For the first time polycrystalline HgI2 photoconductor material directly evaporated on a-Si array for direct conversion of x-rays for imaging purposes, were successfully imaged at Xerox-Palo Alto Research Center. The initial results are very promising and show a high x-ray sensitivity and low leakage current. Since Ti-W alloys are used as pixel electrodes, an intermediate passivation layer must be used to prevent a chemical reaction with the detector plate. The thickness that these Polycrystalline HgI2 thick film detectors have been fabricated until now is up to 1,800 micrometers , which makes them useful also for high energy applications. The characterization of the Polycrystalline HgI2 thick films deposited with or without the passivation layers by measuring their dark currents, sensitivity to 65 and 85 kVp x-rays and residual signals after 1 minute of biasing, will be shown for several detectors. Some preliminary results will be shown for some novel screen-printed HgI2 detectors.
Measurements of polycrystalline HgI2 films on active matrix direct detection image sensors are described, for possible application to high sensitivity room temperature x- ray detection. The arrays exhibit low leakage current and very high sensitivity - roughly an order of magnitude better than has been demonstrated with other designs. The uniformity of the response varies randomly from pixel to pixel, for reasons that are not yet understood, but are probably related to the large grain size.
Amorphous silicon (a-Si:H) technology has created a successful manufacturing business for large area active matrix arrays, of which liquid crystal displays (AMLCD) are the best known, and image sensors are an emerging technology for medical x-ray imaging. The large area, flat plate, format is the key feature of the technology that sets it apart from other digital imaging approaches. The principal requirements for medical imaging are sensitivity and high dynamic range. A-Si:H detectors have already proved to perform at least as well as x-ray film for radiographic applications and comparable to image intensifiers for fluoroscopy. There are several approaches to improving the performance of the image sensors is order to achieve higher sensitivity and higher spatial resolution. This paper describes some of these approaches.
A first image of some tiny screws were obtained for the first time with polycrystalline HgI2 acting as the photoconductor material deposited on a-Si direct conversion X- ray image sensors, produced by Xerox -- Palo Alto Research Center. The initial results are very promising and show a high X-ray sensitivity and low leakage current. The response of these detectors to a radiological X-ray generator of 65 kVp has been studied using the current integration mode. Already its sensitivity expressed in (mu) C/R*cm2, is very high, values of 20 (mu) C/R*cm2 have been measured for films of 100 - 250 microns thickness and bias of 50 - 200 volts respectively, which is superior to the published data for competing materials such as polycrystalline PbI2 and a-Se detectors. The fabrication and characterization measurements of the Polycrystalline HgI2 thick film detectors will be given. The characterization data which will be reported here consists of: (a) sensitivity, (b) dark currents, (c) stability of sensitivity dependence on the number of exposure, (d) X-ray response dependence on dose energy and (e) signal decay dependence on the number of exposures.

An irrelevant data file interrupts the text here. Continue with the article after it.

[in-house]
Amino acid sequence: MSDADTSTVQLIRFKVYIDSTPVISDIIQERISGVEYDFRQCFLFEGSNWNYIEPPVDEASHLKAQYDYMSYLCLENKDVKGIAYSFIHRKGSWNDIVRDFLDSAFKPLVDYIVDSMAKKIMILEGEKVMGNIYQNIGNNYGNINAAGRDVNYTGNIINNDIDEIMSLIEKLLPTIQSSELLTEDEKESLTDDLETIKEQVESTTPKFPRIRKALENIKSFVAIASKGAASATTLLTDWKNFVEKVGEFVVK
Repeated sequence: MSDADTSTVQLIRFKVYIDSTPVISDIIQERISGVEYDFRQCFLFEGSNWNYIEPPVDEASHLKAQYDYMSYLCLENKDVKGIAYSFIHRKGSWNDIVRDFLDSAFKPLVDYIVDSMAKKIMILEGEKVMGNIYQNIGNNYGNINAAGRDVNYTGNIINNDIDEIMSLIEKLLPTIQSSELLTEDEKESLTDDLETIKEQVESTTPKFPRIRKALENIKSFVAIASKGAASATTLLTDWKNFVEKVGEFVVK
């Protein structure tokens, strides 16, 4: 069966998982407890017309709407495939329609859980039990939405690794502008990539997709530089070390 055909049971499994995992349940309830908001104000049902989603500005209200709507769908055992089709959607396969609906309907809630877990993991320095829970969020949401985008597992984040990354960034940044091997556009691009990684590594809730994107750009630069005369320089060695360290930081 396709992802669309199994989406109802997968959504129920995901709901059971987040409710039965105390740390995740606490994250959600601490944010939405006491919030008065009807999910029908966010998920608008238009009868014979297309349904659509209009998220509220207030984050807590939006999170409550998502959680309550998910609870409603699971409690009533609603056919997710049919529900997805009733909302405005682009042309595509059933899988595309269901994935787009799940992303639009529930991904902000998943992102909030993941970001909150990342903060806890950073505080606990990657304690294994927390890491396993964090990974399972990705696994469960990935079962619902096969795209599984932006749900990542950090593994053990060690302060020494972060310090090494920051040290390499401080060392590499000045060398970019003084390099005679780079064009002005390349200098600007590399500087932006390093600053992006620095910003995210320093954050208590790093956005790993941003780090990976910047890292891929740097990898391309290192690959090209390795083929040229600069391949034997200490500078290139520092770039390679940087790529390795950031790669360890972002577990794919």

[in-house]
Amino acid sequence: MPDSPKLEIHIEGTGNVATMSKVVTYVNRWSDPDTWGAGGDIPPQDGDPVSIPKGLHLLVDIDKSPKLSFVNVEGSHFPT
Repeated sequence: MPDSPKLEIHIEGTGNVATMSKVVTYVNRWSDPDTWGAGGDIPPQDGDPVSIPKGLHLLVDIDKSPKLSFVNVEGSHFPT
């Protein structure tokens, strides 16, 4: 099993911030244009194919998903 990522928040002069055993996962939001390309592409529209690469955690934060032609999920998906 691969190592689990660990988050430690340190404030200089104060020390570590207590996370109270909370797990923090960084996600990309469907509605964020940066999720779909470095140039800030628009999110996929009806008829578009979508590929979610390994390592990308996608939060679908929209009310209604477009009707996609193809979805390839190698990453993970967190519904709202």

We report on a-Si direct detection x-ray image sensors with polycrystalline PbI2, and more recently with HgI2. The arrays have 100 micron pixel size and, we study those aspects of the detectors that mainly determine the DQE, such as sensitivity, effective fill factor, dark current noise, noise power spectrum, and x-ray absorption. Line spread function data show that in the PbI2 arrays, most of the signal in the gap between pixels is collected, which is important for high,DQE. The leakage current noise agrees with the expected shot noise value with only a small enhancement at high bias voltages. The noise power spectrum under x-ray exposure is reported and compared to the spatial resolution information. The MTF is close to the ideal sinc function, but is reduced by the contribution of K-fluorescence in the PbI2 film for which we provide new experimental evidence. The role of noise power aliasing in the DQE and the effect of slight image spreading are discussed. Initial studies of HgI2 as the photoconductor material show very promising results with high x-ray sensitivity and low leakage current.
The performance of the new generation of high fill factor two- dimensional imagers with high spatial resolution and low data line capacitance is described. These arrays have a continuous a-Si:H sensor layer deposited over the whole imager to improve sensitivity. We have studied charge collection and lateral leakage in the gap region in between two neighboring pixels. Experiments demonstrate that a 10 micrometer gap between pixels leads to an effective fill factor of approximately 92% and can be fabricated in a way to reduce the charge leakage between pixels to a very low level. We have also studied the capacitance of the data lines that can lead to increased electronic noise, degrading the imager performance. Experimental determination of the actual capacitance for different insulator materials are compared with numerical simulations, to identify the optimum structure. Based on these results, the new imager generation could be manufactured with a total parasitic capacitance of about 6 fF/pixel. Finally, we report measurements of the high fill factor imager under light and X-ray exposures.